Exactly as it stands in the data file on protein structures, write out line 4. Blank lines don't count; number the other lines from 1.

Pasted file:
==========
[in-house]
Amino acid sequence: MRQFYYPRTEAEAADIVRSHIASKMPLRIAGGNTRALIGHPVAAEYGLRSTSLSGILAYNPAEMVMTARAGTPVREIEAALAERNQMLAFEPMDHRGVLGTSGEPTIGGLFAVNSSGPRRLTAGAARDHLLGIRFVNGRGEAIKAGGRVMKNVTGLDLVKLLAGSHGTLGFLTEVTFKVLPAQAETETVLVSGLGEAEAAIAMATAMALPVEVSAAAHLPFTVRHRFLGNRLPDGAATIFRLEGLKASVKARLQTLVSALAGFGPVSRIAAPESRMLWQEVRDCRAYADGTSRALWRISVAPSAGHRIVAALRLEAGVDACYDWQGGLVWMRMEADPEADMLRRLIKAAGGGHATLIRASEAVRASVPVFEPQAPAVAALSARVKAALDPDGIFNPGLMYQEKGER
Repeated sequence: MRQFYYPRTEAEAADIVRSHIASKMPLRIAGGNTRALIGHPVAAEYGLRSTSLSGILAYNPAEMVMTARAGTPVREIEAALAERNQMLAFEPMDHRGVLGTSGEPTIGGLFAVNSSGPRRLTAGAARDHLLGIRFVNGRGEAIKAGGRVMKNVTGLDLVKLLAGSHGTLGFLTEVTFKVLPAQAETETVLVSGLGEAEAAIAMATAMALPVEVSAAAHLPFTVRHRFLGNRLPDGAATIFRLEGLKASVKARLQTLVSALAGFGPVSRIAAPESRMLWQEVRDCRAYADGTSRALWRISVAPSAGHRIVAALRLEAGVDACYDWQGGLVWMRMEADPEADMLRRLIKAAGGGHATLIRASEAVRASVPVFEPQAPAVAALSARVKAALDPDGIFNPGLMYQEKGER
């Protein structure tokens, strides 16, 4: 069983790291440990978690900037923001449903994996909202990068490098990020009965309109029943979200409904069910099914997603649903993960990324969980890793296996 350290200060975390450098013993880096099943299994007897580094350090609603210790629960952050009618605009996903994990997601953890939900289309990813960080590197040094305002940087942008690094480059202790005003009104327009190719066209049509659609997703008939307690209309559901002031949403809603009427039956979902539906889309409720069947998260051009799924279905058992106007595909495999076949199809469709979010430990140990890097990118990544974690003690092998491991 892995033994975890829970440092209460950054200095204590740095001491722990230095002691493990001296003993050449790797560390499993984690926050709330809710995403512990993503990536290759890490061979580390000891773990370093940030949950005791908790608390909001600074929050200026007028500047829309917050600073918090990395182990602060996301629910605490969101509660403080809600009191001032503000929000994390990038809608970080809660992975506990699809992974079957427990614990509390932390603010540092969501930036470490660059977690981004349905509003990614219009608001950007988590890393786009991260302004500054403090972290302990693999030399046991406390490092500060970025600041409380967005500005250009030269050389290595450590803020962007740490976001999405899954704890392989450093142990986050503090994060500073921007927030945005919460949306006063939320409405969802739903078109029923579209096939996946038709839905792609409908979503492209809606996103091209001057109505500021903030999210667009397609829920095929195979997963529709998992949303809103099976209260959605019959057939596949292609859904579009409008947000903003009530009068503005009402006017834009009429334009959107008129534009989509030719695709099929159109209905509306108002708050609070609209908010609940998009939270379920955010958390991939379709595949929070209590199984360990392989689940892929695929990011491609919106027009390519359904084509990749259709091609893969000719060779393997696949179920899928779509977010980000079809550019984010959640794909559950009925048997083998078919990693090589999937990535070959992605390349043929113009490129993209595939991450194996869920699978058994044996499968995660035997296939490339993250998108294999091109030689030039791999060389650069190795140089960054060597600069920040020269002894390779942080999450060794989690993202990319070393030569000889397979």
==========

């Protein structure tokens, strides 16, 4: 069983790291440990978690900037923001449903994996909202990068490098990020009965309109029943979200409904069910099914997603649903993960990324969980890793296996 350290200060975390450098013993880096099943299994007897580094350090609603210790629960952050009618605009996903994990997601953890939900289309990813960080590197040094305002940087942008690094480059202790005003009104327009190719066209049509659609997703008939307690209309559901002031949403809603009427039956979902539906889309409720069947998260051009799924279905058992106007595909495999076949199809469709979010430990140990890097990118990544974690003690092998491991 892995033994975890829970440092209460950054200095204590740095001491722990230095002691493990001296003993050449790797560390499993984690926050709330809710995403512990993503990536290759890490061979580390000891773990370093940030949950005791908790608390909001600074929050200026007028500047829309917050600073918090990395182990602060996301629910605490969101509660403080809600009191001032503000929000994390990038809608970080809660992975506990699809992974079957427990614990509390932390603010540092969501930036470490660059977690981004349905509003990614219009608001950007988590890393786009991260302004500054403090972290302990693999030399046991406390490092500060970025600041409380967005500005250009030269050389290595450590803020962007740490976001999405899954704890392989450093142990986050503090994060500073921007927030945005919460949306006063939320409405969802739903078109029923579209096939996946038709839905792609409908979503492209809606996103091209001057109505500021903030999210667009397609829920095929195979997963529709998992949303809103099976209260959605019959057939596949292609859904579009409008947000903003009530009068503005009402006017834009009429334009959107008129534009989509030719695709099929159109209905509306108002708050609070609209908010609940998009939270379920955010958390991939379709595949929070209590199984360990392989689940892929695929990011491609919106027009390519359904084509990749259709091609893969000719060779393997696949179920899928779509977010980000079809550019984010959640794909559950009925048997083998078919990693090589999937990535070959992605390349043929113009490129993209595939991450194996869920699978058994044996499968995660035997296939490339993250998108294999091109030689030039791999060389650069190795140089960054060597600069920040020269002894390779942080999450060794989690993202990319070393030569000889397979």